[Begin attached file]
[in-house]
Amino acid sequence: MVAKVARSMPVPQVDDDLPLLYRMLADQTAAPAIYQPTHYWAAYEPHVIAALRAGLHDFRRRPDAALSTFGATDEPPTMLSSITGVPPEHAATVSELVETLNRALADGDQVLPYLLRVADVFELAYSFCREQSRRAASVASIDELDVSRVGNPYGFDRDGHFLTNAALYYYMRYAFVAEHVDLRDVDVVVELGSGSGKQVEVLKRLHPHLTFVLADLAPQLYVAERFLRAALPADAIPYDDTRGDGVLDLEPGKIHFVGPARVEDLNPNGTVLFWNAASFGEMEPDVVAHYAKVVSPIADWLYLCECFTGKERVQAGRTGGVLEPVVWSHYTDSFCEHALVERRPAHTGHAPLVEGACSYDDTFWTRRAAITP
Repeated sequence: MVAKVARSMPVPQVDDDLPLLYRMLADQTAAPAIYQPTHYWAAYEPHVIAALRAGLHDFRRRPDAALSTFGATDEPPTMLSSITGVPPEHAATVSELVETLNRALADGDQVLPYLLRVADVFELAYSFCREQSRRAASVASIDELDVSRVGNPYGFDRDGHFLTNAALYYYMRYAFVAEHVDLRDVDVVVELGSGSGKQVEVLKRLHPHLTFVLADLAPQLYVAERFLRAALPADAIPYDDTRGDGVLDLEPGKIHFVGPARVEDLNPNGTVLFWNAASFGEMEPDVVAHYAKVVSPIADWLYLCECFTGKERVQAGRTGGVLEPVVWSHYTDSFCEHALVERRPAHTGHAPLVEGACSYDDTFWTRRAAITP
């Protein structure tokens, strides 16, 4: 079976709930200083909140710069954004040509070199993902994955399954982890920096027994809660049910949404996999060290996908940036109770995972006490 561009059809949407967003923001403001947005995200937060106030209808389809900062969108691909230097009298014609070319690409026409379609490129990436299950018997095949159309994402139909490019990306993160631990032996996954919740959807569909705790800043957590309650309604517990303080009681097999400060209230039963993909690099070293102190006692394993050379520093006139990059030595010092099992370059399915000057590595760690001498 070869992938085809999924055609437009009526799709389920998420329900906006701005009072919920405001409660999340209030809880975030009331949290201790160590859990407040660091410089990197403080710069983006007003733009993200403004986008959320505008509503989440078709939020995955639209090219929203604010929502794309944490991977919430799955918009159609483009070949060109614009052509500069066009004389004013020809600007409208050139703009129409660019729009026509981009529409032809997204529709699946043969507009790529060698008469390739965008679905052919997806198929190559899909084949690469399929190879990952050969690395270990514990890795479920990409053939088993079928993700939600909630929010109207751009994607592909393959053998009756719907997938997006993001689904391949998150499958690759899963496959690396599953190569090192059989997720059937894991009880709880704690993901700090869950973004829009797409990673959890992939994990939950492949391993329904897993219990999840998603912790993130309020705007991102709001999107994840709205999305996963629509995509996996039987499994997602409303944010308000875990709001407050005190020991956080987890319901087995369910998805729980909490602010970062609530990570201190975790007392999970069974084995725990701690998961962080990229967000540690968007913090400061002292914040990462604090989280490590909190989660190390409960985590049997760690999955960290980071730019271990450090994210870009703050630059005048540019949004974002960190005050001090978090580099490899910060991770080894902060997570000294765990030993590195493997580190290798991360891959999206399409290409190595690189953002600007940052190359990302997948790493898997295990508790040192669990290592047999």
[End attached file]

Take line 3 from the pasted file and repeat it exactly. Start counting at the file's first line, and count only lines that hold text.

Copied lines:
Repeated sequence: MVAKVARSMPVPQVDDDLPLLYRMLADQTAAPAIYQPTHYWAAYEPHVIAALRAGLHDFRRRPDAALSTFGATDEPPTMLSSITGVPPEHAATVSELVETLNRALADGDQVLPYLLRVADVFELAYSFCREQSRRAASVASIDELDVSRVGNPYGFDRDGHFLTNAALYYYMRYAFVAEHVDLRDVDVVVELGSGSGKQVEVLKRLHPHLTFVLADLAPQLYVAERFLRAALPADAIPYDDTRGDGVLDLEPGKIHFVGPARVEDLNPNGTVLFWNAASFGEMEPDVVAHYAKVVSPIADWLYLCECFTGKERVQAGRTGGVLEPVVWSHYTDSFCEHALVERRPAHTGHAPLVEGACSYDDTFWTRRAAITP